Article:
Take a good look at your anime habits and ask yourself “what’s more important to me; execution or concept”? If your answer is “concept” I’d re-direct you to some truly original stories that nonetheless end up falling beneath their own weight; Umineko no naku koro ni for example. If your answer is “execution”, however, I’d gladly point in the direction of shows like Cowboy Bebop and Madoka who excel in writing over original ideas.
Viewers looking for both might find themselves with a more limited list of alternatives, but Princess Tutu is one of their best choices in most regards. Not only does it create its own highly ambitious and complex fairy tale but it also dives into realms of meta-fiction as well as anecdotes that depict already existing tales in different ways. Prepare yourself not only for an intriguing story but alternate explanations and questions relating to fairy tales you’re already familiar with.
There are lower points to the story however, but these are minor and easily forgiven. My most prominent complaint is how the story occasionally seems repetitive; I don’t know how many times a plot point was revealed through Ahiru’s accidental or deliberate eavesdropping but I’m guessing the number is far higher than it should. There are also times when the writers seem to rely too much on Deus ex machina, even if it’s never as obvious or frustrating as it usually would be. When put into greater context of a story that understands the fundamental parts of good writing and pacing, though, I don’t see any real reason to complain. Tutu is excellently scripted throughout and the increasingly dark story reaches one of the best conclusions I’ve seen in anime. Do not, under any circumstances, miss this!
Despite having remained about as obscure as the anime they produce, the people behind Hal Film Maker did a great job handling the budget for Princess Tutu. As a whole, the animation hints at a less-than-ideal budget that most studios would handle carelessly, resulting in sloppy movement, ugly backgrounds and other visual errors. Avoiding all of these pitfalls however, the animators choose to pull out the big guns only when it’s actually needed whilst settling for still frames and slower movement most of the times which works a lot better than anyone would expect. Character designs are simple but charming and there are many times where their surroundings look like something you might find in a picture book which suits the fairy tale premise perfectly.
The soundtrack is one of the best in the world of anime, rivaled only by Cowboy Bebop for those who prefer Yoko Kanno’s genre-jumping over the classics. In many cases the use of timeless compositions from the likes of Beethoven would be excessive at its best and pretentious at its worst but the grand scope of Tutu’s narrative is well-deserving of an equally thespian soundtrack. I mentioned earlier that clever planning made the animation look absolutely beautiful despite financial flaws; if anything the music is a further complement that makes several scenes absolutely unforgettable. As is the case with Legend of the Galactic Heroes, the musical scores are implemented well enough for an untrained ear to mistake them for original compositions created specifically for the images seen onscreen. I have absolutely nothing bad to say about the soundtrack other than its potential role as a distractor from everything else. Luckily for us there are enough interesting things elsewhere to keep us focused and hungry for more.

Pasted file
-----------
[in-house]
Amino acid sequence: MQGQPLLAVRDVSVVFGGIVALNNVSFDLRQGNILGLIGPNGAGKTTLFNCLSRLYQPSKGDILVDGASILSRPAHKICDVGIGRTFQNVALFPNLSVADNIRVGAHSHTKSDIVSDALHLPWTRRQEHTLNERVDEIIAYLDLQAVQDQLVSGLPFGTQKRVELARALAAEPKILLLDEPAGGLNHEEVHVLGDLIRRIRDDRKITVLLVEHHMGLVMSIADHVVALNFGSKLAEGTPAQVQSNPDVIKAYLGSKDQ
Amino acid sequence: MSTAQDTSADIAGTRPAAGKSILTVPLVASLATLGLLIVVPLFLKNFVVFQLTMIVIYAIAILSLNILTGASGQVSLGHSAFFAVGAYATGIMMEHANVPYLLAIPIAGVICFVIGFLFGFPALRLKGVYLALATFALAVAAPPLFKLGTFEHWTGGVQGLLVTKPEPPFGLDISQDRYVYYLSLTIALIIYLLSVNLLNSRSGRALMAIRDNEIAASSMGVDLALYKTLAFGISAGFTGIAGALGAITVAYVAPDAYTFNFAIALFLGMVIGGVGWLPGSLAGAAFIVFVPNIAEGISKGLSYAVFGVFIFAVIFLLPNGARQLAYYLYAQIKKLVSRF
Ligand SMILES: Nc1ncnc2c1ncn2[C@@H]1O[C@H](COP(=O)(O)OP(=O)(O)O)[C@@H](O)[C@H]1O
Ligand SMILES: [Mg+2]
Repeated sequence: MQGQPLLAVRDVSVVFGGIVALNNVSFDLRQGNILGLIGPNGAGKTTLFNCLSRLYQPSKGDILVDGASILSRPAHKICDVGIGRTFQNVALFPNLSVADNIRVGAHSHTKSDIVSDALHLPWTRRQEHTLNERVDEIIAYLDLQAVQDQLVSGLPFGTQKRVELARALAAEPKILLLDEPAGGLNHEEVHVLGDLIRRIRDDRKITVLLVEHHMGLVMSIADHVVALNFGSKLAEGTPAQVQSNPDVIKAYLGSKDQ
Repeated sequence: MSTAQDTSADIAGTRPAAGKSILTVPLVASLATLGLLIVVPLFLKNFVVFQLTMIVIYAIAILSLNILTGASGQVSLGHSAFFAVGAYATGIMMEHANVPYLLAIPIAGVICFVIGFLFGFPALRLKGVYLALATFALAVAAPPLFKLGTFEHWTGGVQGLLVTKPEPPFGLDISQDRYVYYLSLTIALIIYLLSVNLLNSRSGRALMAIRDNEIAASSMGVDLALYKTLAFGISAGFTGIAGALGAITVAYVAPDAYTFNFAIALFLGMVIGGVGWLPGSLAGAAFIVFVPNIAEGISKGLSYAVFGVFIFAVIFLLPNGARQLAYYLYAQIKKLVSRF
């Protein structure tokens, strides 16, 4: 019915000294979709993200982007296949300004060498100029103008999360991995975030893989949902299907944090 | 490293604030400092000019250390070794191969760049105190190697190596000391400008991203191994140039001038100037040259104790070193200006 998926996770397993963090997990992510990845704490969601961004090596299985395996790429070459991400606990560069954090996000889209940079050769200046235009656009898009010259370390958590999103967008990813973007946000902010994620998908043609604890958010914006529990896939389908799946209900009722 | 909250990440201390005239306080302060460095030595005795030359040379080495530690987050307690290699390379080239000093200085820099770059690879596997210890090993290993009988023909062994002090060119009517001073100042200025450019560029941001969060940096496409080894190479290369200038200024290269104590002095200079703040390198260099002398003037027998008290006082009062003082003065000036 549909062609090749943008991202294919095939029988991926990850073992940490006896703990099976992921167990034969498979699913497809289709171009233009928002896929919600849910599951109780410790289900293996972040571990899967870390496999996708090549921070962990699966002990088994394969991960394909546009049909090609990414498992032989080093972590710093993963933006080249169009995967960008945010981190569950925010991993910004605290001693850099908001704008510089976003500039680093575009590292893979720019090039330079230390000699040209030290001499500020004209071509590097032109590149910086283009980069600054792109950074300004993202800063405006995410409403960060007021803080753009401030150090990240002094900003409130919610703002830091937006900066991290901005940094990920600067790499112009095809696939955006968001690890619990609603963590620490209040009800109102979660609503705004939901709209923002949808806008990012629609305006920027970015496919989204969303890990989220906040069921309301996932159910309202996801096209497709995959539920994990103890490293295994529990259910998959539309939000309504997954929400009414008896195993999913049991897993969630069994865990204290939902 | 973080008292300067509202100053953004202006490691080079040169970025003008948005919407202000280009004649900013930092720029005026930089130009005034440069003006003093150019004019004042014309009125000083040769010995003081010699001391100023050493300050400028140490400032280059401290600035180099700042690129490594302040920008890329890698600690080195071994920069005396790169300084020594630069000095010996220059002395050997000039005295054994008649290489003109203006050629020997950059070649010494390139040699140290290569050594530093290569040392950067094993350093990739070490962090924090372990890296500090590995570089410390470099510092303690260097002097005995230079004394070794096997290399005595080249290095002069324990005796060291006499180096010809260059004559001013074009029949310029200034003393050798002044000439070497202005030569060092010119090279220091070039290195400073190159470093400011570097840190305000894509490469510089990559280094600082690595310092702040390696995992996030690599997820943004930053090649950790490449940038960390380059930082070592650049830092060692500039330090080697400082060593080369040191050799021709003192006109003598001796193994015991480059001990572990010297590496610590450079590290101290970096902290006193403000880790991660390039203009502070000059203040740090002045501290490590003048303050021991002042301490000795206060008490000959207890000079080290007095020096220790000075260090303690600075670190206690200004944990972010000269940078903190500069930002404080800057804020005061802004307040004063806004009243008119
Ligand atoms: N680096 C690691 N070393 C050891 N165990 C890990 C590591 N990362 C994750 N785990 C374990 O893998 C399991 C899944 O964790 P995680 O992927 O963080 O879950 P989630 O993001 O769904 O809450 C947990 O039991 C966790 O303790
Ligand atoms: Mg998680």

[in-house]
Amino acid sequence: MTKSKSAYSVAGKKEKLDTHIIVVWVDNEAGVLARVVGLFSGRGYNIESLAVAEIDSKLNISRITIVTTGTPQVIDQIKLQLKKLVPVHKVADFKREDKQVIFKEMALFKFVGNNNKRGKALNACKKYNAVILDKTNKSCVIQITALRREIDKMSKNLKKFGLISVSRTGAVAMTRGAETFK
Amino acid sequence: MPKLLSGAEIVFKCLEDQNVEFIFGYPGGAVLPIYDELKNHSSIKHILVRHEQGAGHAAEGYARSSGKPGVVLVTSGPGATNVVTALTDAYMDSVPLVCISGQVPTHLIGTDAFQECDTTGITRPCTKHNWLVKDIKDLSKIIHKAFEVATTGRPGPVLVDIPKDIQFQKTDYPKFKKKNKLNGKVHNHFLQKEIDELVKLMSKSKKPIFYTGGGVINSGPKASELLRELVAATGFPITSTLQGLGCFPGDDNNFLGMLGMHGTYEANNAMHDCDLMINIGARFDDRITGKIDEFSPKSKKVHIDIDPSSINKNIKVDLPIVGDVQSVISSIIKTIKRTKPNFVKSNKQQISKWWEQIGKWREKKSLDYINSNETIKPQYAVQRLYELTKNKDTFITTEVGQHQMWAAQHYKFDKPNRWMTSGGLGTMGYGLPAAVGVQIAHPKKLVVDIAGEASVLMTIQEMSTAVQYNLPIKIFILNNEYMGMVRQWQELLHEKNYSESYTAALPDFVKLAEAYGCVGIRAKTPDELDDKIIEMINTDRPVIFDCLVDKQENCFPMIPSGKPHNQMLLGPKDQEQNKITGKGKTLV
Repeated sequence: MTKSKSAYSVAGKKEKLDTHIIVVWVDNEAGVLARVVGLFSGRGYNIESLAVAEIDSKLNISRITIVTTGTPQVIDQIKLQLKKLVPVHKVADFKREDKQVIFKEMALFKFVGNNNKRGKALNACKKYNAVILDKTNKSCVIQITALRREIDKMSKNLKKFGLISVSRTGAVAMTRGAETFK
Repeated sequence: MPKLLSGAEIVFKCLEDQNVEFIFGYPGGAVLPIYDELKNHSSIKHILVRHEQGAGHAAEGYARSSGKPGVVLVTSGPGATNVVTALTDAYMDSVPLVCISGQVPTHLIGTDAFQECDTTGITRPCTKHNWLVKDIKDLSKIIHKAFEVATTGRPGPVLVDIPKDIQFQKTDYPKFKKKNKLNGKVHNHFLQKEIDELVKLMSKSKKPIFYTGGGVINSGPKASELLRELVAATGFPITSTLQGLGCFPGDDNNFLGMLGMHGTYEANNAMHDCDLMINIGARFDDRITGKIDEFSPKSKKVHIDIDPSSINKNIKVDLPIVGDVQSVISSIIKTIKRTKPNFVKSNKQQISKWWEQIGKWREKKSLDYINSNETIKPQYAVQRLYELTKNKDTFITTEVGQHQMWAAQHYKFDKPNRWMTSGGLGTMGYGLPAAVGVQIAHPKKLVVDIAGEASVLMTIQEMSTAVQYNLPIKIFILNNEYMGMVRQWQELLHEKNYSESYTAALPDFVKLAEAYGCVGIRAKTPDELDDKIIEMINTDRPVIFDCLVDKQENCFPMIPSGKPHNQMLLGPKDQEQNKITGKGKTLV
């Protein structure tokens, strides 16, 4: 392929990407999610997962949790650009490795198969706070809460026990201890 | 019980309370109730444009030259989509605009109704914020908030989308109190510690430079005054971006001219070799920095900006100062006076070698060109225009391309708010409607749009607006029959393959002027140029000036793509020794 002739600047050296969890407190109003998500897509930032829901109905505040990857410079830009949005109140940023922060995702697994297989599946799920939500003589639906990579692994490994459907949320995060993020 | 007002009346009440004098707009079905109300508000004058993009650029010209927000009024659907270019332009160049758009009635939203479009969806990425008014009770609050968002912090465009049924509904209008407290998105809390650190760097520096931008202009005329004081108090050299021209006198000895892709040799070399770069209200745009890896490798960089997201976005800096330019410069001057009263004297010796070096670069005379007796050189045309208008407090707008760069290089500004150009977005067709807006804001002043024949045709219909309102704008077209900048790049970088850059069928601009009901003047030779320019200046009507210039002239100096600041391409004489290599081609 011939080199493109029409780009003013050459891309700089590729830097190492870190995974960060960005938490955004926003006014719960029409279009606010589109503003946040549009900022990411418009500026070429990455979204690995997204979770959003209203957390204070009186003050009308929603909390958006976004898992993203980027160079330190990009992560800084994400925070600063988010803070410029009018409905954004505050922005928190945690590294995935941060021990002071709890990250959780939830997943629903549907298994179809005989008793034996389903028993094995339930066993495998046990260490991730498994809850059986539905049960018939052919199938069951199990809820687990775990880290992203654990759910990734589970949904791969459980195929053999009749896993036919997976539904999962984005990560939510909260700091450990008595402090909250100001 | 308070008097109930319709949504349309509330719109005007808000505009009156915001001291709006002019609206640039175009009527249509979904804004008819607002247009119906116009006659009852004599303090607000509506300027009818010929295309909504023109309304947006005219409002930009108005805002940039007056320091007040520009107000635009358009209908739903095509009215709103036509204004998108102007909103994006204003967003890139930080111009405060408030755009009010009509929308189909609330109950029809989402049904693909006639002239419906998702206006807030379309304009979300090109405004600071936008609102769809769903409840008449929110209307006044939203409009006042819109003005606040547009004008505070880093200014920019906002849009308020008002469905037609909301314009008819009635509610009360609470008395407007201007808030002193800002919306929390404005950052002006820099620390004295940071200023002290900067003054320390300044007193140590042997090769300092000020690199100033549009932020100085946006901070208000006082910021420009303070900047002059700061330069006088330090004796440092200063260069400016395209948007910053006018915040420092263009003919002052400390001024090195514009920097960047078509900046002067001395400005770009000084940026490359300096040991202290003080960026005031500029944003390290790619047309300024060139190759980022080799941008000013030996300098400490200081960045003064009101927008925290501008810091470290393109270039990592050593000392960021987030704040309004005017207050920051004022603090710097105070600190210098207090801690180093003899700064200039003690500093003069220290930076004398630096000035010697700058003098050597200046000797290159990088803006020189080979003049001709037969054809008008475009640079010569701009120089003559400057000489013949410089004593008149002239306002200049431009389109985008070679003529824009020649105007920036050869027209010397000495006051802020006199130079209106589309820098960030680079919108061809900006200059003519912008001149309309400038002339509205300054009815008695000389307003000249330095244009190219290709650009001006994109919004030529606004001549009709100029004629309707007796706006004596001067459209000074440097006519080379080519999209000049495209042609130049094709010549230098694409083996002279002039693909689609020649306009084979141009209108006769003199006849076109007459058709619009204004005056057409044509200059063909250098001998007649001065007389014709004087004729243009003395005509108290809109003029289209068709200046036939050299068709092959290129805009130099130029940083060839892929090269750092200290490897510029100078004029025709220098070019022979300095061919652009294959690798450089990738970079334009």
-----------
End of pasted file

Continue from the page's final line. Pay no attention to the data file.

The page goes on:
Most characters start out as distorted fairytale archetypes. There’s a determined (yet disoriented) knight protecting a noble (yet heartless) prince who’s loved by a beautiful (yet manipulative) princess; alongside comes an innocent and kind (yet non-human) protagonist to get the story moving. What’s interesting isn’t only how the characters change over time but also the fact that they remain unaware of their various roles within the story until Drosselmeyer’s insanities reach further heights. Upon the realization of their own existences as characters within a story they all react differently with everything from defiance to acceptance which makes everything a lot more interesting.
It is, in other words, true that there’s an unexpected depth within the characters; even some of the minor ones reach absolutely unforgettable climaxes that were about as well-written as unexpected. Some of the sad exceptions to the rule however are the sadistic side-kicks Lilie and Pike as well as various anthropomorphic animals who fill little to no purpose other than slapstick. I got to hand it to some of them though; their constant shenanigans are way less obnoxious than they should be for one reason or another, but the frequency for their appearances is way too high.
Princess Tutu is a show that needs to be seen to be believed. Everything from the title to actual concept seems to suggest yet another bland example of overly-ambitious mahou shoujo, but any anime fan would be a fool to dismiss it as such. If you’re looking for your next masterpiece then look no further and if, per chance, you think you’re too manly or mature for a show filled with sparkles and ballet; get over yourself immediately!